Ciao Italia! brings on display the stories of Italians emigrated to France between 1860 and 1960. At the Immigration Museum in Paris until September 10th.
The Musée de l’Histoire de l’Immigration paid tribute for the first time to Italian immigration in France, the most important in French history. Throughout the exhibition path, leading between prejudices and hospitality, violence and passions, refusal and integration, the show exemplifies the typical contradictions of migrations and highlights the contribution of Italians to French society and culture. France and Italy, a common and inextricable story.
Saints, poets, sailors. But also workers, miners, peasants, artisans, merchants, entrepreneurs, artists, designers. Over 400 pieces on display document a century of history, not the easiest, of our fellow immigrants on the other side of the Alps. Today, visitors at the MOMA in New York can admire the legendary Fiat 500, a symbol of good taste and sophistication, worldwide associated with Italians; but it was not so smooth for our ancestors in France.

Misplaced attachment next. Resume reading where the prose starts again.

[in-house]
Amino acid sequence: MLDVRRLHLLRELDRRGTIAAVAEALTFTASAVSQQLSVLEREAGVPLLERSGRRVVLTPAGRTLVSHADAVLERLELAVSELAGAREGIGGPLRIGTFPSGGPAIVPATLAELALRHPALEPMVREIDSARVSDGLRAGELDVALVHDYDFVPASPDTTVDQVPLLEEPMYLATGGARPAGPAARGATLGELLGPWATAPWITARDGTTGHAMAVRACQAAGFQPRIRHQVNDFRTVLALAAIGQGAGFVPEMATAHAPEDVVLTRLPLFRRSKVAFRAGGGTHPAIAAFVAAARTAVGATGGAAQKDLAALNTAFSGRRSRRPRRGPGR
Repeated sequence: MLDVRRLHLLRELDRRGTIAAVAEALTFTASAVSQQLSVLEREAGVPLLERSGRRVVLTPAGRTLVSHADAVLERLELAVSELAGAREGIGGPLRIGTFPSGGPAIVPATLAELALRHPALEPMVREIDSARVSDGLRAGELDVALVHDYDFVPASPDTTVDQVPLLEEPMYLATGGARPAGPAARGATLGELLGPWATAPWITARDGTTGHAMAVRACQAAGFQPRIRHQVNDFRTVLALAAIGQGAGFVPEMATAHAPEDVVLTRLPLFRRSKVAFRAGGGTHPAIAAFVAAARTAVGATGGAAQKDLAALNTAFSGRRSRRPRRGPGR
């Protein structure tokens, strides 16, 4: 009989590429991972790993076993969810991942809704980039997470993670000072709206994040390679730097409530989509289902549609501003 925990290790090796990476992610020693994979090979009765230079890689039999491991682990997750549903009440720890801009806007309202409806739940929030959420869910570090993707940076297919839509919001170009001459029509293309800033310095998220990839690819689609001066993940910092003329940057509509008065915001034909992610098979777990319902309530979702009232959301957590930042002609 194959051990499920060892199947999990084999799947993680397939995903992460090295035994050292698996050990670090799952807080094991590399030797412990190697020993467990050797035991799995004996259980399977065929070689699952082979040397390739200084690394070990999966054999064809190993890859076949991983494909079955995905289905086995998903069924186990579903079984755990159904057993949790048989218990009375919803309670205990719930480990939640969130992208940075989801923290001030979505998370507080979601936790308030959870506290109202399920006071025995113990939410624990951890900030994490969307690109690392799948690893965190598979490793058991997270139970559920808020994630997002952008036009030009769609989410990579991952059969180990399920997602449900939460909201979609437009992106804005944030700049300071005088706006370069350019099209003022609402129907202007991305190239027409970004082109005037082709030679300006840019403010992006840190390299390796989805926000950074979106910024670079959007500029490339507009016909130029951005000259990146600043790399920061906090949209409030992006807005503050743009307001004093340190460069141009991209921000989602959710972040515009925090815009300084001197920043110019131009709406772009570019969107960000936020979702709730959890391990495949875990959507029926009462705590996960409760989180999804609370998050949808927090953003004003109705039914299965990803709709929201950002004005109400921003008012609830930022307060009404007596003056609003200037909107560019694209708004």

Between the end of the Risorgimento (Italy officially became a nation in 1861) and the First World War, around two million Italians flew across the Alps as a result of the shortage of French manpower. The reception they got was not the best. Discrimination was an ordinary presence and many were massacred during xenophobic movements at the end of the nineteenth century. With the advent of Fascism and the thousands of exiles it caused, the atmosphere began to change. After World War Two, finally, Italians became those with “that little bit extra”: art, sympathy and good food ambassadors.